Shell builds LNG bunker barge fleet

Thursday, 16 November 2017

The barge will have capacity to carry 4,000 cubic meters of LNG and is the first of its kind to be based in the U.S. Shell plans to deploy the ocean-going LNG barge to supply fuel to marine customers along the southern East Coast of the U.S. 

"Our commitment in the Americas builds on Shell's existing LNG bunkering activities in Singapore and Europe, as well as recently announced plans in the Middle East and gives us the ability to deliver LNG as a marine fuel to customers around the world," Maarten Wetselaar, director of Integrated Gas and New Energies at Shell, said.

Singapore Technologies Engineering has been contracted via its subsidiary VT Halter Marine for engineering services and detailed functional designs for the LNG Bunkering ATB unit. The ATB tug will have two GE 6L250 MDC EPA Tier 4-compliant main engines, the barge is designed to carry 4,000 cubis metres of LNG.

Harvey Gulf to operate

The LNG bunker barge is designed to offer high efficiency and manoeuvrability and will feature an innovative transfer system enabling it to load LNG from big or small terminals and bunker a variety of customers.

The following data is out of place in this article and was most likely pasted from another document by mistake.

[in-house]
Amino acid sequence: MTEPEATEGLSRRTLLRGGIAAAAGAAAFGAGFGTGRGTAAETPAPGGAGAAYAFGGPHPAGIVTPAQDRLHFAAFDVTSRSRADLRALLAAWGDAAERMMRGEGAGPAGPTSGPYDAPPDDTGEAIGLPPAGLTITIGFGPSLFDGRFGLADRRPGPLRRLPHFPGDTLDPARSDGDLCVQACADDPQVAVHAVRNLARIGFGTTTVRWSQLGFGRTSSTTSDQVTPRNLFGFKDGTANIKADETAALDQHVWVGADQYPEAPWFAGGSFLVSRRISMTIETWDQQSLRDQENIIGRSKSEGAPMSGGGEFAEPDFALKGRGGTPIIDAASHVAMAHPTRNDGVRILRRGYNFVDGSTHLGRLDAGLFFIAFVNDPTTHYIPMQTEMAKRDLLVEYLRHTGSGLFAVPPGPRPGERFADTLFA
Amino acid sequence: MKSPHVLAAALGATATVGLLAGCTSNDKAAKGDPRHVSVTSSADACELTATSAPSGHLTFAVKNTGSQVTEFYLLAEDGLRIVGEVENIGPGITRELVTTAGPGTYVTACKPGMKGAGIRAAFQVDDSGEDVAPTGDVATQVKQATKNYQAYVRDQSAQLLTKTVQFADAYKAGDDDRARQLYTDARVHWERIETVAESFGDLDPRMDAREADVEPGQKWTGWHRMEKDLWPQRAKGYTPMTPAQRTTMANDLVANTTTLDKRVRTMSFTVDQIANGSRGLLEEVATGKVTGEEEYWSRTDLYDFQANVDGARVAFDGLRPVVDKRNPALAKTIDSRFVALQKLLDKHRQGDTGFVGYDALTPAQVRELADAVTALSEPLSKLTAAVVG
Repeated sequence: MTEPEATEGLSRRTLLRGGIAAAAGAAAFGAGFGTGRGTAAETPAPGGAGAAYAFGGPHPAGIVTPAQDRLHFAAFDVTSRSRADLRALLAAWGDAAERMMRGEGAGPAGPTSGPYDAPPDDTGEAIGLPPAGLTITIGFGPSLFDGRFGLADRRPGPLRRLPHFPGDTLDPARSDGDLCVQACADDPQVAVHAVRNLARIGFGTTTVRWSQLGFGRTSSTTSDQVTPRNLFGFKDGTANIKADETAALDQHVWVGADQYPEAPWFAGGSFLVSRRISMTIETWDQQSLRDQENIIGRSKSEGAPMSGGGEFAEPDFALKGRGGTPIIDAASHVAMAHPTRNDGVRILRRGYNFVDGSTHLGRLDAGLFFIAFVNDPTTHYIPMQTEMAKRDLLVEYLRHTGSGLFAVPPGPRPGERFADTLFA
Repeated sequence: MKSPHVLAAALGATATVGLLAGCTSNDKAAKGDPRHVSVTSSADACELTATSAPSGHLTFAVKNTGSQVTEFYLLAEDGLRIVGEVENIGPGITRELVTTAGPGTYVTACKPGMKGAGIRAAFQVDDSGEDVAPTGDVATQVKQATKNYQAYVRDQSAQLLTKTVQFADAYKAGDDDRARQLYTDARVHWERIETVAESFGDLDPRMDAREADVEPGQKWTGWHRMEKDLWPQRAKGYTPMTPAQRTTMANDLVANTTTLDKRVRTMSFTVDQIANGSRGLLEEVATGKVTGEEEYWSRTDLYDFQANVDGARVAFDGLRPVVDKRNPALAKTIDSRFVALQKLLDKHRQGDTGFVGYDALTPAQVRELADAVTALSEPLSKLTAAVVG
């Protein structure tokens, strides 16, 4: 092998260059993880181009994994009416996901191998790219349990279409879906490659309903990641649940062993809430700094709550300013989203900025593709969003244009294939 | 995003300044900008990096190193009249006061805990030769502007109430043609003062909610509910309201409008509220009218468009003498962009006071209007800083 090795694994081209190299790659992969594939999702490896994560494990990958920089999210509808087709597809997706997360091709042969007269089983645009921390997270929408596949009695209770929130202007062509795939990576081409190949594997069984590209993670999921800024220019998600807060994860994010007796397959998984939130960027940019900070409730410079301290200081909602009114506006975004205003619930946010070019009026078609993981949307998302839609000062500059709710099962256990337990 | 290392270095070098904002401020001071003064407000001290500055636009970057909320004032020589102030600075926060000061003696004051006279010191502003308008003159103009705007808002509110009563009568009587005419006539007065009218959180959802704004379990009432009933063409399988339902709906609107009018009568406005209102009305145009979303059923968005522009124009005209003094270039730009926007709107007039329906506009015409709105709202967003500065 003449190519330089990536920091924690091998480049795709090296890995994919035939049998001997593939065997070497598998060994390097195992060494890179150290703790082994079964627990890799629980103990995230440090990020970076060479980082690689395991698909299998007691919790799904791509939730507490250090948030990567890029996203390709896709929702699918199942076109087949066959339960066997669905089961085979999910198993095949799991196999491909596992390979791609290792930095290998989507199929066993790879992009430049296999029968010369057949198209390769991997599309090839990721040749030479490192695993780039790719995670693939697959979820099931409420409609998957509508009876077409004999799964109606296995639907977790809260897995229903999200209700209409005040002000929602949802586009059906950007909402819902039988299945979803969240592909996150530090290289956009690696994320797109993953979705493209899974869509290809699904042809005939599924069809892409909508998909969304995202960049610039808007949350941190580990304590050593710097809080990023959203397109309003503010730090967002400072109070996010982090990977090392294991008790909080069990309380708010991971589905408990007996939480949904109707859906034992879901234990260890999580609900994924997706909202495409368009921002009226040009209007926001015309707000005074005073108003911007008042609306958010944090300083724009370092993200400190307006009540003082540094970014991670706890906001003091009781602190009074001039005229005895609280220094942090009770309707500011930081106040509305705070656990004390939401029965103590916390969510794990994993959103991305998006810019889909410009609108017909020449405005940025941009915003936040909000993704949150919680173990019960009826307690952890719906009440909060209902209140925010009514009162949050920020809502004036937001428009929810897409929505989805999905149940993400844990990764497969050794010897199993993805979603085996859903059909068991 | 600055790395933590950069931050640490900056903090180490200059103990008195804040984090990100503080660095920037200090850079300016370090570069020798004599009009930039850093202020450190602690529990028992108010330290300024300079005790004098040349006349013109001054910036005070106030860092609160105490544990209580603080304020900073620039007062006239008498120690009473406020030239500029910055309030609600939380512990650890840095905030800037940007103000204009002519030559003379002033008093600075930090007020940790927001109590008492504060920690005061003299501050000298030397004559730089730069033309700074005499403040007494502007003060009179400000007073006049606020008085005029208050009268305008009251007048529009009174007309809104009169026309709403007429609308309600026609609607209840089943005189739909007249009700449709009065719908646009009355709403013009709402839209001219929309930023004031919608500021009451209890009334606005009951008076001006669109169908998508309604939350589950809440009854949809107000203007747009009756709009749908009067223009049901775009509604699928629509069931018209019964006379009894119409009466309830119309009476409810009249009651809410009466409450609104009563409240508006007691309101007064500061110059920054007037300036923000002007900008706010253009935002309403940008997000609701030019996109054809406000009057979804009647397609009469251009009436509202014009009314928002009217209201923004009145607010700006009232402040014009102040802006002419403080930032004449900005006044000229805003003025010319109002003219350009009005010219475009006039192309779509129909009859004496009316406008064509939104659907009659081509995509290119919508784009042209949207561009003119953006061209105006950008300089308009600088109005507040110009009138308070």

“More ship owners and operators are choosing cleaner-burning LNG fuel over traditional marine fuels to respond to sulphur and nitrogen oxide emissions regulations, including the International Maritime Organization's (IMO) recent decision to implement a global 0.5% sulphur cap in 2020,” a spokesperson for Shell commented.

Q-LNG Transport will build and own the new barge while Harvey Gulf International Marine will operate it. Q-LNG is 30%-owned by Harvey Gulf International Marine with the remainder owned by CEO Shane Guidry personally.

Cruise line demand for LNG increasing

While the new bunker barge will be designed to supply a range of LNG-fuelled ship, Shell reports that it will particularly focus on meeting “growing cruise line demand” for the fuel.

North American cruise line operators such as Carnival, MSC Cruises and Seaspan have been amongst the earliest adopters of the fuel, partly driven by the need to reduce emissions while idling in port for long periods of time.

“This investment in LNG as a marine fuel for the US will provide the shipping industry with a fuel that helps meet tougher emissions regulations from 2020,” Wetselaar added.